Wednesday, November 19, 2008
Feel free to call up and mock me mercilessly.
Thursday, November 13, 2008
"I staked out something of a confrontational stance... that higher education is still conducting its business as if information is scarce when we now live in an era of unprecedented information abundance."
This is an interesting point. We live in an age where information is not only plentiful, but it's easily searcheable and accessible. It's not a question of whether or not the information is out there. You can rest assured that it is in fact out there, you just have to find it. And more and more finding it is a relatively simple matter.
So, is higher education in danger? People go to a university to obtain an education, right? To get understanding? To read and learn about things. But now that information, education, and understanding can be found on the internet. They are in direct competition with Google, are they not?
I have a dirty little secret. I do web design for a living, and I've never had a single course on web design. I taught myself everything I know from the web. I didn't need the higher education system.
Universities should be shaking in their boots, right?
Wrong. Because universities still have a monopoly. One that shows no signs of cracking. That monopoly surrounds certification. I might know everything there is about programming, history, teaching, whatever, but employers aren't interested in that. They want to see my diploma. A diploma is such a beautifully quantifiable thing. So simple.
On his blog, Brian mentions that a person asked him, "...if we live in an era of information abundance, why is the primary drive around OERs (and OCWs for that matter) the publication of more content? And what other activities around the open education movement might be an effective use of our energies? What other needs have to be met?"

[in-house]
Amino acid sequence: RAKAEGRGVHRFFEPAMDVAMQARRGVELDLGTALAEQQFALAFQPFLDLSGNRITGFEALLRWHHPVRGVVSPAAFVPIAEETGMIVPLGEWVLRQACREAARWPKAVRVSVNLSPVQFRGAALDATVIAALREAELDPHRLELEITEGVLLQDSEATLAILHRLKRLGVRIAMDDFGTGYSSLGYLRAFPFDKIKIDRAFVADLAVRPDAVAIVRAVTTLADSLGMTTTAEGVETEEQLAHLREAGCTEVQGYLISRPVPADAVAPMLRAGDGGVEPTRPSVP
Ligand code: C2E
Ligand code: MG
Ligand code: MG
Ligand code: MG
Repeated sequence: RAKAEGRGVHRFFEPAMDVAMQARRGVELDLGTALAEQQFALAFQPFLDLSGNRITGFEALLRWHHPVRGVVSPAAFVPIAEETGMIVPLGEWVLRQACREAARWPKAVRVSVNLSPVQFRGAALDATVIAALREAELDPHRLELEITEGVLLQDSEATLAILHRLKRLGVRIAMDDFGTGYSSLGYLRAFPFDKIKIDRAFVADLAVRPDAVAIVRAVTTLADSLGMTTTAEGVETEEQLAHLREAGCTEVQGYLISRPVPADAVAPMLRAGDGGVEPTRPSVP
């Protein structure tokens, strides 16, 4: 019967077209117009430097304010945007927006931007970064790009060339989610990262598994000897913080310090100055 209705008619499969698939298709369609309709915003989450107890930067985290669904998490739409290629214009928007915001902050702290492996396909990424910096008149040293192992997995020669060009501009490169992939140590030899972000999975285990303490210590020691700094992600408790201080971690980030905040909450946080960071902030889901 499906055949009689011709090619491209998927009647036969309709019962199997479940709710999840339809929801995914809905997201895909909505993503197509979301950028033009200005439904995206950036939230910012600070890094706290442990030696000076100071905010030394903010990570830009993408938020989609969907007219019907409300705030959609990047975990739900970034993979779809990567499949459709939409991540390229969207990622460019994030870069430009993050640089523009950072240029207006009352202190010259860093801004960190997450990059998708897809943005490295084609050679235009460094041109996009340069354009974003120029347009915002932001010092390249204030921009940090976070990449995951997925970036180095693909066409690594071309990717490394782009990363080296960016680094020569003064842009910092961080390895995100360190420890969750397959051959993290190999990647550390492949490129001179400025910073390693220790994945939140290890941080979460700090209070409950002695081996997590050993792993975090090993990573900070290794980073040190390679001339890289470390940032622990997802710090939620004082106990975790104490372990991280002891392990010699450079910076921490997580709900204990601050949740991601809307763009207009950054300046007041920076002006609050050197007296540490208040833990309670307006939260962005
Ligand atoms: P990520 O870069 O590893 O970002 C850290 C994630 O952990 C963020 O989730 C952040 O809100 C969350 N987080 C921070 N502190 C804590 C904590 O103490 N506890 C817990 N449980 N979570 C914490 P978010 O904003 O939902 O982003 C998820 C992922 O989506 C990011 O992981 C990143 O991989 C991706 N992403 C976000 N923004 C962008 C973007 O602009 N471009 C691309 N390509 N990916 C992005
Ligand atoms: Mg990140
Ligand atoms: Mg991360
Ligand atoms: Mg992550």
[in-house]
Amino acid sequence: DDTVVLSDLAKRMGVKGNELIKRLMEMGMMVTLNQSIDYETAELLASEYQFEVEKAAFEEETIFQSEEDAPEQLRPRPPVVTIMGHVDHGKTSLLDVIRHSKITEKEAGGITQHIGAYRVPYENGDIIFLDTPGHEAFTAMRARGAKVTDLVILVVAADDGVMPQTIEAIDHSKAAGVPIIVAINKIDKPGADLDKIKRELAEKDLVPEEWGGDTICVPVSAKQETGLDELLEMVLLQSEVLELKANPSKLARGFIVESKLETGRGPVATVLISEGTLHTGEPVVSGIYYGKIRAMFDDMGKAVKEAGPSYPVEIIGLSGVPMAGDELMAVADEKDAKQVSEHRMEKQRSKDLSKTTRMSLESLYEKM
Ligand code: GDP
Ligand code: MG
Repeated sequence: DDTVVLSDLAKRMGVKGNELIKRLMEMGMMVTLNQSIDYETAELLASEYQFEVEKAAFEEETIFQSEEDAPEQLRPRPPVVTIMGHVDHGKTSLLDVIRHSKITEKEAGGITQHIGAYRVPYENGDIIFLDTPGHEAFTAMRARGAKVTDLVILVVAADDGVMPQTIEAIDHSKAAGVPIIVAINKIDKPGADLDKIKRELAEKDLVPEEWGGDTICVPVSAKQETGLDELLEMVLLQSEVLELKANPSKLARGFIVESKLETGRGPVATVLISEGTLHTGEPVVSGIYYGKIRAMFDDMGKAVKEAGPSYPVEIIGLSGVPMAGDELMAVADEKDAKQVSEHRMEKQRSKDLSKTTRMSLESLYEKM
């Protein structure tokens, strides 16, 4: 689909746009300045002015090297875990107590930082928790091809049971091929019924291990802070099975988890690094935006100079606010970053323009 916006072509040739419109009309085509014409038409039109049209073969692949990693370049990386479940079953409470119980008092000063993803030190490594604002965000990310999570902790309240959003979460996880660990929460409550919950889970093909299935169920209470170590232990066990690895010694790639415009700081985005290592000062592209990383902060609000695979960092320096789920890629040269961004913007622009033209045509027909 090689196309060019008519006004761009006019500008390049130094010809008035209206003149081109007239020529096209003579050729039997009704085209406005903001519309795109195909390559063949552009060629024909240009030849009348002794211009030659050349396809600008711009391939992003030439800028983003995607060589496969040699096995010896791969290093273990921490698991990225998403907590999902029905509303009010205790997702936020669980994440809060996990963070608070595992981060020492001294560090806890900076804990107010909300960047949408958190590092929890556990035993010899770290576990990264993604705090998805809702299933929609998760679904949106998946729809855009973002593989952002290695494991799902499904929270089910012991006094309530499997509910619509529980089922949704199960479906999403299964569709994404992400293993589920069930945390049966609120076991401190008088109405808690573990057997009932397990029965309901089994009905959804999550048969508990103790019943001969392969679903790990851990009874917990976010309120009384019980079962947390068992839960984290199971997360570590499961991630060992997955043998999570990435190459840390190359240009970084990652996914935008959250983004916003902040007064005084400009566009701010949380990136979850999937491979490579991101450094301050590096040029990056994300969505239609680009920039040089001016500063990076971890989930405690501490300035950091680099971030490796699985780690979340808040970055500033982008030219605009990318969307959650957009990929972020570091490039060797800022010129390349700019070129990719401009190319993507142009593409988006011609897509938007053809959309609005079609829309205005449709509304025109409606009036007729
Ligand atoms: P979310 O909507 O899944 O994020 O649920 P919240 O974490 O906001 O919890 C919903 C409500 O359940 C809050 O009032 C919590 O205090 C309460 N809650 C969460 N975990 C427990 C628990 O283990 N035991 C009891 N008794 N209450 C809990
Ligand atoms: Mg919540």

I would give a hearty push for a solution to the certification problem. It's a much stickier problem and has yet to really be discussed by the openness community (at least from my perspective, which is probably a perspective from the 'outside'. But I would argue that this challenge is a much more important one, and definitely a game altering one. OCW is great, and a lot of schools have added a lot of useful content to the world. But the world is filling up with content. If we want to see a real difference, let's make it possible for people not to just find content (they can already do that with Google), but let's make it possible for them to demonstrate competency. I feel that would make a distinct difference in a lot of people's lives.
Tuesday, November 11, 2008
So I've written my first bit of Ruby code. Allow me to bore you with the story.
The other day my son and I were checking out the local thrift store. The Boy came across a board game that appeared to be brand new. The cards were still wrapped in cellophane, the cardboard chits were unpunched, and it was only $1.50.